Chemistry. a silver-white metallic element, light in weight, ductile, malleable, and not readily corroded or tarnished, occurring combined in nature in igneous rock, shale, clay, and most soil: used in alloys and for lightweight utensils, castings, airplane parts, etc. Symbol: Al; atomic weight: 26.98; atomic number: 13; specific gravity: 2.70 at 20°C.
Abbreviation: alum.;
of, relating to, or containing aluminum:
an aluminum frying pan.
Contemporary Examples

Cherney says the agreement guaranteed him a 20 percent stake in Rusal, the world’s largest producer of aluminum.
Oligarch v. Oligarch: London’s Courts Attract Litigious Tycoons Mike Giglio July 22, 2012

In 2012, Li allegedly supplied the Iranians with 20,000 kilos of steel pipe and 1,300 aluminum alloy tubes.
Tehran’s Chinese Missile Man Jefferson Morley June 8, 2014

While plentiful and cheap today, aluminum was once an extremely valuable metal.
Weird Washington Monument History William O’Connor May 11, 2014

Remove the squab breasts from the marinade and place on a baking sheet lined with aluminum foil.
Daniel Boulud Reveals His 4 Favorite Recipes From His New Cookbook Daniel Boulud October 14, 2013

Todashev reportedly came at him with what looked like a metal pipe, but reportedly proved to be an aluminum broom handle.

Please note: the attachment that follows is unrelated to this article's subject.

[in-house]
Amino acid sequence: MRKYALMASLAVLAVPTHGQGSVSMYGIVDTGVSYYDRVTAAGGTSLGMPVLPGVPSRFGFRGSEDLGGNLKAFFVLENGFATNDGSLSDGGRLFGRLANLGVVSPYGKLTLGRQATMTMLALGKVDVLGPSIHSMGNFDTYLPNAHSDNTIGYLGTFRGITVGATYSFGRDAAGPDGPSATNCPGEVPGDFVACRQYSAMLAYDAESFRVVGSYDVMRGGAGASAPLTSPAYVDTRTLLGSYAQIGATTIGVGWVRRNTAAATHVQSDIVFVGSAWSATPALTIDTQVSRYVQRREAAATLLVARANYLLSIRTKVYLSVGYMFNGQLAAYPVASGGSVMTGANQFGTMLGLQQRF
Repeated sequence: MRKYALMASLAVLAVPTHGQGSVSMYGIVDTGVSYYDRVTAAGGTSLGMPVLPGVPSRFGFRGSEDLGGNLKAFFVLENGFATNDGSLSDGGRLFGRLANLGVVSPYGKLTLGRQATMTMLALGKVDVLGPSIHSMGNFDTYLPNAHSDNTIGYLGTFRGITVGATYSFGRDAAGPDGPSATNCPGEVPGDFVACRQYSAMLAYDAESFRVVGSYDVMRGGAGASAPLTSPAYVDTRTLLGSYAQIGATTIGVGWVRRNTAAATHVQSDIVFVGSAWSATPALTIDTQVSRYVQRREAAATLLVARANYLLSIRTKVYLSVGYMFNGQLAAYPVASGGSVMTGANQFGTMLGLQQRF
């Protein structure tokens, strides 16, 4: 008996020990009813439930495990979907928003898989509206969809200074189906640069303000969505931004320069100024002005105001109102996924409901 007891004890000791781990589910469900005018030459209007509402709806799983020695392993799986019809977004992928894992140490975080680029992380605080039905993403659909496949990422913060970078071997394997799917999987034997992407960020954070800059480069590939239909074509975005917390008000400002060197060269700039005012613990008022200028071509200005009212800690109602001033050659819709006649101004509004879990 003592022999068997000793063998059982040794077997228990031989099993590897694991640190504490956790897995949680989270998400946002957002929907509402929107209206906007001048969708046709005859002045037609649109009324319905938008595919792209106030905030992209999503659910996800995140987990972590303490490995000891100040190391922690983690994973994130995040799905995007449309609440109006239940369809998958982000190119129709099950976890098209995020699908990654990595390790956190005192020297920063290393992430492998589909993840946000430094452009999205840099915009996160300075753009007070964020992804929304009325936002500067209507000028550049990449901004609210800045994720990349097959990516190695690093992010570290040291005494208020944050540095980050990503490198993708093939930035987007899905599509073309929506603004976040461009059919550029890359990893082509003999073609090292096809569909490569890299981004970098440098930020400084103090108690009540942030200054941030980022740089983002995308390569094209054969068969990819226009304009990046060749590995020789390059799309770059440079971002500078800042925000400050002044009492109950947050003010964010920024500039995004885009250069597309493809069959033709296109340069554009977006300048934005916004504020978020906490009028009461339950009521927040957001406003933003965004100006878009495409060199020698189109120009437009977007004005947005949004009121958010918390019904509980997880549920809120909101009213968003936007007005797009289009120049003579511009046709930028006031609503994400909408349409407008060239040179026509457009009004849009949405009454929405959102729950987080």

How Local Police Missed a Chance to Stop Tamerlan Tsarnaev in 2011 Michael Daly July 11, 2013

Historical Examples

The tensile strength of both soft copper and of aluminum wire is about 33,000 pounds per square inch of section.
Electric Transmission of Water Power Alton D. Adams

These alloys are made of a combination of aluminum and magnesium.
Flying Machines W.J. Jackman and Thos. H. Russell

Hunting arrows require no horn, bone, aluminum, or fiber nock.
Hunting with the Bow and Arrow Saxton Pope

It was an eight-foot section of aluminum from the cargo racks.
Satellite System Horace Brown Fyfe

Metal, with the exception of aluminum, cut the intensity roughly about half.
All In The Mind Gene L. Henderson


1812, coined by English chemist Sir Humphry Davy (1778-1829), from alumina, name given 18c. to aluminum oxide, from Latin alumen “alum” (see alum). Davy originally called it alumium (1808), then amended this to aluminum, which remains the U.S. word, but British editors in 1812 further amended it to aluminium, the modern preferred British form, to better harmonize with other metallic element names (sodium, potassium, etc.).

Aluminium, for so we shall take the liberty of writing the word, in preference to aluminum, which has a less classical sound. [“Quarterly Review,” 1812]

aluminum a·lu·mi·num (ə-lōō’mə-nəm)
Symbol Al
A silvery-white, ductile metallic element, found chiefly in bauxite. A good conductor, it is used in light, corrosion-resistant alloys. Atomic number 13; atomic weight 26.98; melting point 660.3°C; boiling point 2,519°C; specific gravity 2.70; valence 3.
Symbol Al A lightweight, silvery-white metallic element that is ductile, is found chiefly in bauxite, and is a good conductor of electricity. It is the most abundant metal in the Earth’s crust and is used to make a wide variety of products from soda cans to airplane components. Atomic number 13; atomic weight 26.98; melting point 660.2°C (1,220.36°F); boiling point 2,467°C; specific gravity 2.69; valence 3. See Periodic Table.


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